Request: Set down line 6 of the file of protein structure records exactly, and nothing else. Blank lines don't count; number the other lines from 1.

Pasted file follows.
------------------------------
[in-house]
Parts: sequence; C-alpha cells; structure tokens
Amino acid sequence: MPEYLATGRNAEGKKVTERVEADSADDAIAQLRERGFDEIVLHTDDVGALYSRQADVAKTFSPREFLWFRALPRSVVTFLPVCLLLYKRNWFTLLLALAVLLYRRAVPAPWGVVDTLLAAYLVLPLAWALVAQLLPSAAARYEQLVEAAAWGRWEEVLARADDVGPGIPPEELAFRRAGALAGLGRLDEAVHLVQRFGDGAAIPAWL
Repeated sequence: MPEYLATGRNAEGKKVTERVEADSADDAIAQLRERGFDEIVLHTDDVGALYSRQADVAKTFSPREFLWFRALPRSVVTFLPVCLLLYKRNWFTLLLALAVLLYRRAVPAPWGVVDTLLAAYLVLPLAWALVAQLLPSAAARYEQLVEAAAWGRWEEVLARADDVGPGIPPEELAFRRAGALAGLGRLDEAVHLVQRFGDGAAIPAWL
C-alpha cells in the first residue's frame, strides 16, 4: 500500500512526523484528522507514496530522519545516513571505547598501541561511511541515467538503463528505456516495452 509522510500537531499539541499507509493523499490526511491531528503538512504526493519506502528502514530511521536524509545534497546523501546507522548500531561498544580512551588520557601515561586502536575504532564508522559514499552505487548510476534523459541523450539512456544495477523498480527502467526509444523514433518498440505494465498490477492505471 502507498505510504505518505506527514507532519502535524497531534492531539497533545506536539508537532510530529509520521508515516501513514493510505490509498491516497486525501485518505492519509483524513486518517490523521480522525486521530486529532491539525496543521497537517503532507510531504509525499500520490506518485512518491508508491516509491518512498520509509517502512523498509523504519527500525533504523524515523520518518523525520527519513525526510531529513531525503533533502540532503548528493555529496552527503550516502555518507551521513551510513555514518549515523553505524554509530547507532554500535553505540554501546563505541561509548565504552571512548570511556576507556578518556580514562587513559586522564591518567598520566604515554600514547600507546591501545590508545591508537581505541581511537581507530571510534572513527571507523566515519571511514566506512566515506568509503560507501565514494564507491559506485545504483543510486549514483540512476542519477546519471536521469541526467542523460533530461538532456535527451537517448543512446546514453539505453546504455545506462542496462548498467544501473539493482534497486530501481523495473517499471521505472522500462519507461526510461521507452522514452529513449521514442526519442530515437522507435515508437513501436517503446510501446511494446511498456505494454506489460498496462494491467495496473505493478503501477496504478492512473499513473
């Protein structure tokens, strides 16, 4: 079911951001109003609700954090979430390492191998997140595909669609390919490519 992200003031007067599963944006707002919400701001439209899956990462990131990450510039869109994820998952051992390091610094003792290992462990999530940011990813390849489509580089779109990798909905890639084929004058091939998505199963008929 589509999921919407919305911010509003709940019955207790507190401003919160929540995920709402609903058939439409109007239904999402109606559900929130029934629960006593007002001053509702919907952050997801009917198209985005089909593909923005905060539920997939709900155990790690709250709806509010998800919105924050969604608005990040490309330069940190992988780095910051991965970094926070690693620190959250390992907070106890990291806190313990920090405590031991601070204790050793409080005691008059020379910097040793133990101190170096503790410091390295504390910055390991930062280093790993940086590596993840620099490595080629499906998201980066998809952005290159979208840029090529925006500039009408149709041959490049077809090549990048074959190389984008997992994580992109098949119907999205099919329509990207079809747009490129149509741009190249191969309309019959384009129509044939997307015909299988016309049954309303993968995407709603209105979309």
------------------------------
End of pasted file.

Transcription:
């Protein structure tokens, strides 16, 4: 079911951001109003609700954090979430390492191998997140595909669609390919490519 992200003031007067599963944006707002919400701001439209899956990462990131990450510039869109994820998952051992390091610094003792290992462990999530940011990813390849489509580089779109990798909905890639084929004058091939998505199963008929 589509999921919407919305911010509003709940019955207790507190401003919160929540995920709402609903058939439409109007239904999402109606559900929130029934629960006593007002001053509702919907952050997801009917198209985005089909593909923005905060539920997939709900155990790690709250709806509010998800919105924050969604608005990040490309330069940190992988780095910051991965970094926070690693620190959250390992907070106890990291806190313990920090405590031991601070204790050793409080005691008059020379910097040793133990101190170096503790410091390295504390910055390991930062280093790993940086590596993840620099490595080629499906998201980066998809952005290159979208840029090529925006500039009408149709041959490049077809090549990048074959190389984008997992994580992109098949119907999205099919329509990207079809747009490129149509741009190249191969309309019959384009129509044939997307015909299988016309049954309303993968995407709603209105979309």